In New Hampshire, any person 16 years of age or older can register for a COVID-19 vaccination appointment at vaccines.nh.gov or by telephone at 2-1-1. In Vermont, any person 16 years of age can register for a COVID-19 vaccination appointment at healthvermont.gov or by telephone at (855) 722-7878.

Here are the latest developments regarding the ongoing novel coronavirus pandemic throughout New England:

New HampshireNew Hampshire’s statewide mask mandate has been lifted, but local ordinances requiring the use of face coverings to prevent the spread of the coronavirus remain in place in several communities.

Nashua was the first city to enact an ordinance requiring masks in May. The rules remain in place while the city’s board of health develops criteria for removing them, according to the city’s website.

Similar ordinances were enacted in Concord, Portsmouth, Keene and Durham. Concord’s ordinance is set to expire June 1, Durham’s expires June 5 and Portsmouth’s on June 30, though they could be renewed.

Dartmouth vaccination: Dartmouth College students will be required to be vaccinated against COVID-19 by the fall term, according to campus officials.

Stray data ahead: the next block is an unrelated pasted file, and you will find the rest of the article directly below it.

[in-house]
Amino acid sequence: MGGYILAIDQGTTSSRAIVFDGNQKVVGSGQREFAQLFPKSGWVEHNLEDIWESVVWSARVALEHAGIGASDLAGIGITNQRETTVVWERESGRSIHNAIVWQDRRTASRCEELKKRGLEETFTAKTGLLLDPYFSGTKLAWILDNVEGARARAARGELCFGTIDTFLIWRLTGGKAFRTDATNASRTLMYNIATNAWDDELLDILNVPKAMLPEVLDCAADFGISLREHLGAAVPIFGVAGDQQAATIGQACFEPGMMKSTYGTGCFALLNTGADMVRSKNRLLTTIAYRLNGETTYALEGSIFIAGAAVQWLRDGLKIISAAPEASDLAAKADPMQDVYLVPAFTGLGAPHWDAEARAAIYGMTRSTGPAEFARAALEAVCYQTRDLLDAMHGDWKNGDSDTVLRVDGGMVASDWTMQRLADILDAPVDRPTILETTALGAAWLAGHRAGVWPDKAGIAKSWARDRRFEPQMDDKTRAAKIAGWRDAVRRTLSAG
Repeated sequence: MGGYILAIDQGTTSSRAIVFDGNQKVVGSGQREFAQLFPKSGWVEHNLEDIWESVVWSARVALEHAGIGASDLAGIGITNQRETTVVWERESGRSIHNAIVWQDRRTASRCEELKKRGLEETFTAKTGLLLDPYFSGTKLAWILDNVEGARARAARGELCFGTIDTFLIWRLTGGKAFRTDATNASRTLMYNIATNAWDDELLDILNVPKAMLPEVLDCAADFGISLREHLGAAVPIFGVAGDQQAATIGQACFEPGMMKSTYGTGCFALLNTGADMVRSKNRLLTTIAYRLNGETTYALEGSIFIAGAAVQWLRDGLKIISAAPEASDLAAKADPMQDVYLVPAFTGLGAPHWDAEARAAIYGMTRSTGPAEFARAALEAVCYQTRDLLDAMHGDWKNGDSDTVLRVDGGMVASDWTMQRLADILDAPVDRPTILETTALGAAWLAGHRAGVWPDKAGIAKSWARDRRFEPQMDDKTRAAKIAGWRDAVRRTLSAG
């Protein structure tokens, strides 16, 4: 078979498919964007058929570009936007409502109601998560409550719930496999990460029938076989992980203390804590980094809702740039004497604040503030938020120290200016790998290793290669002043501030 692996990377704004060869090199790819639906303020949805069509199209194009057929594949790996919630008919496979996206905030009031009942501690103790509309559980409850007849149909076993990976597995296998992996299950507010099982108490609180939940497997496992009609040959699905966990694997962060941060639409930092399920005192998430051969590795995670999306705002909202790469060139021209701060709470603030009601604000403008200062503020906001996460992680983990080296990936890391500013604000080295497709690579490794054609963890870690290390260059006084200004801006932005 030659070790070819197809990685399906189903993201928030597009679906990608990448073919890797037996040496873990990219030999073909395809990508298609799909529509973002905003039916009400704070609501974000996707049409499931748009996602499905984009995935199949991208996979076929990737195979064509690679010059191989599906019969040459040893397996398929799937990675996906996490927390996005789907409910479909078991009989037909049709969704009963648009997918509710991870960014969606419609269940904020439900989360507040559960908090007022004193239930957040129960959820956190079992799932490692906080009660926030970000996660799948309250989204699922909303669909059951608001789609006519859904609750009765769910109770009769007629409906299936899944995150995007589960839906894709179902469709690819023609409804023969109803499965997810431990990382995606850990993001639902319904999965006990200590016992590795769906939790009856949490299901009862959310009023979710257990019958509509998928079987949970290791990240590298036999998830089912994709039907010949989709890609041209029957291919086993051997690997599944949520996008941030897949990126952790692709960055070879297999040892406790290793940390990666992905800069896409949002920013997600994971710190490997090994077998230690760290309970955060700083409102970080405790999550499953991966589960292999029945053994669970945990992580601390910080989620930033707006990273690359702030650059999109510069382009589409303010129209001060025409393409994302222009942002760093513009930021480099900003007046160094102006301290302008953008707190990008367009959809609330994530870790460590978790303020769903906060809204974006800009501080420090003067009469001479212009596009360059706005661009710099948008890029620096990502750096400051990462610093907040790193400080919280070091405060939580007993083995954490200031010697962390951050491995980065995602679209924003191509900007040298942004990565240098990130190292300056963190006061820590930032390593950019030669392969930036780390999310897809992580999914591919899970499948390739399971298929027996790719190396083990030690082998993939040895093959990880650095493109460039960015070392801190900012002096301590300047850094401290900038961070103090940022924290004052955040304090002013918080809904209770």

Currently, New Hampshire resident age 16 and older are eligible for the vaccine. The state will lift the residency requirement on Monday, making college students from other states eligible.

At this point, the college is not requiring employees to be vaccinated, but it is “strongly encouraging” it, Helble said.

The numbers: Nearly 91,000 people have tested positive for the virus in New Hampshire, including 423 cases announced Friday. Two new deaths were announced, bringing the total to 1,266.

The seven-day rolling average of daily new cases in New Hampshire has risen over the past two weeks from 357 on March 31 to 441 on Wednesday.

VermontThe Vermont court system plans to use nearly $13.6 million in federal money to ease a significant backlog of cases caused by the COVID-19 pandemic.

Court Administrator Patricia Gabel said eliminating the backlog of cases, particularly jury trials, requires an investment in personnel and technology.

She presented the judiciary’s recovery plan to the Vermont Senate Judiciary Committee on Wednesday.

Select courthouses have been identified to start holding trials, but no trials have been scheduled yet. Gabel’s plan calls for using the money from the American Rescue Plan Act over three-and-a-half-years.

The numbers: Vermont reported 141 new cases of the coronavirus on Friday, for a statewide total since the pandemic began of more than 21,800. Two new deaths were announced, bringing the total to 242.

The seven-day rolling average of daily new cases in Vermont did not increase over the past two weeks, going from 186.86 on March 31 to 142.14 on April 14.

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